The $4.1 billion increase in multifamily mortgage debt outstanding between the second quarter and third quarter of 2011 represents a 0.5 percent increase. In dollar terms, agency and GSE portfolios and MBS saw the largest increase in their holdings of multifamily mortgage debt, an increase of $5.8 billion, or 1.7 percent. Commercial banks increased their holdings of multifamily mortgage debt by $1.0 billion, or 0.5 percent. Life insurance companies increased by $899 million, or 1.9 percent. CMBS, CDO, and other ABS issues saw the biggest decrease in their holdings of multifamily mortgage debt, by $2.2 billion or 2.3 percent.
In percentage terms, life insurance companies recorded the largest increase in holdings of multifamily mortgages, at 1.9 percent. Finance companies saw the biggest decrease, at 5.2 percent.
MBA’s analysis is based on data from the Federal Reserve Board’s Flow of Funds Account of the United States and the Federal Deposit Insurance Corporation’s Quarterly Banking Profile. More information on the construction of this data series is contained in Appendix A in the report. To view the full report, click here.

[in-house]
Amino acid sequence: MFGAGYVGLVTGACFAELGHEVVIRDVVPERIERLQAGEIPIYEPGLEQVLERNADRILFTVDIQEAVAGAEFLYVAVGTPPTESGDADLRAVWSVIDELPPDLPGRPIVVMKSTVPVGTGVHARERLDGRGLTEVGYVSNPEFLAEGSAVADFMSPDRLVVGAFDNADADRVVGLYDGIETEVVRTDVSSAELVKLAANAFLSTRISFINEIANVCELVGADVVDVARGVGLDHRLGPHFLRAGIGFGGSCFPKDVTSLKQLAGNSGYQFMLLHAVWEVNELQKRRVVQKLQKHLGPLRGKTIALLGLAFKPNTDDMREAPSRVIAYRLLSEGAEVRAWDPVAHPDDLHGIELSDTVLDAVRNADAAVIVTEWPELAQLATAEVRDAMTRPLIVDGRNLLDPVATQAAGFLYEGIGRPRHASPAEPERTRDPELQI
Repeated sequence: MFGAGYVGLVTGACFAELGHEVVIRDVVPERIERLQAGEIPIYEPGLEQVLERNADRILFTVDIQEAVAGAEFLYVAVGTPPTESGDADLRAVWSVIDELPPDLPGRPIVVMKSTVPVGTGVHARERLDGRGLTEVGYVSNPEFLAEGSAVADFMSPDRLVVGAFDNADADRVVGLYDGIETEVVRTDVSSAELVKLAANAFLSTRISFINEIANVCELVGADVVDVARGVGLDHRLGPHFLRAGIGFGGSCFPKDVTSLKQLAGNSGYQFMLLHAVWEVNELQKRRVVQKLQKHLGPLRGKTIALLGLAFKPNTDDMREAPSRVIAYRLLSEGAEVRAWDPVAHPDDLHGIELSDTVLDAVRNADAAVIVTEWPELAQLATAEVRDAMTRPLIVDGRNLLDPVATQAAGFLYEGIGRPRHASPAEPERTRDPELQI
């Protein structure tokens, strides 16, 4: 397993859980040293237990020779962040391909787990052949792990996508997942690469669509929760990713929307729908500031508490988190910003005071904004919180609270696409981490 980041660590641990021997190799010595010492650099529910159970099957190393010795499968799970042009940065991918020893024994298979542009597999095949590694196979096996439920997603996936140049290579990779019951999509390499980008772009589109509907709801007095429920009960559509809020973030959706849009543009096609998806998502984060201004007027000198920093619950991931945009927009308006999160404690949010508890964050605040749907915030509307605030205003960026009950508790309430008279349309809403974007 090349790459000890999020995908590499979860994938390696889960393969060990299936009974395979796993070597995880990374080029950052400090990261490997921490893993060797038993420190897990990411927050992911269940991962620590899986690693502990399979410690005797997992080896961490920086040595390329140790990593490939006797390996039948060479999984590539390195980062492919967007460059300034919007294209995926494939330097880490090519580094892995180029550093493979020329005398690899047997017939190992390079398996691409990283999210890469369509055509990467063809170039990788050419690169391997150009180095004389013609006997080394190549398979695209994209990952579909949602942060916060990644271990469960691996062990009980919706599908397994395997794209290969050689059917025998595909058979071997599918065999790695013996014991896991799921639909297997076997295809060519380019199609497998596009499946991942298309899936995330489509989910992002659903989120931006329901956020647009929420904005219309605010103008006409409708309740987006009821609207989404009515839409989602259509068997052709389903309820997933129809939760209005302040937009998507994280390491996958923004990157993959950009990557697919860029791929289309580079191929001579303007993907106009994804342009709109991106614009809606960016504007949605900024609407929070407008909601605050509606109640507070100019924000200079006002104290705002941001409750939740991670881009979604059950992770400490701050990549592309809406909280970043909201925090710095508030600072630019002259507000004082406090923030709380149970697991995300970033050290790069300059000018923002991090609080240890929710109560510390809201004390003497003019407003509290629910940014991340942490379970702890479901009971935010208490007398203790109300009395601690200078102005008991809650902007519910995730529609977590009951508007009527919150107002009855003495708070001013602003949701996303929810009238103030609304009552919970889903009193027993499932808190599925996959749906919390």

The Mortgage Bankers Association (MBA) is the national association representing the real estate finance industry, an industry that employs more than 280,000 people in virtually every community in the country. Headquartered in Washington, D.C., the association works to ensure the continued strength of the nation’s residential and commercial real estate markets; to expand homeownership and extend access to affordable housing to all Americans. MBA promotes fair and ethical lending practices and fosters professional excellence among real estate finance employees through a wide range of educational programs and a variety of publications. Its membership of over 2,200 companies includes all elements of real estate finance: mortgage companies, mortgage brokers, commercial banks, thrifts, Wall Street conduits, life insurance companies and others in the mortgage lending field. For additional information, visit MBA’s Web site: www.mortgagebankers.org.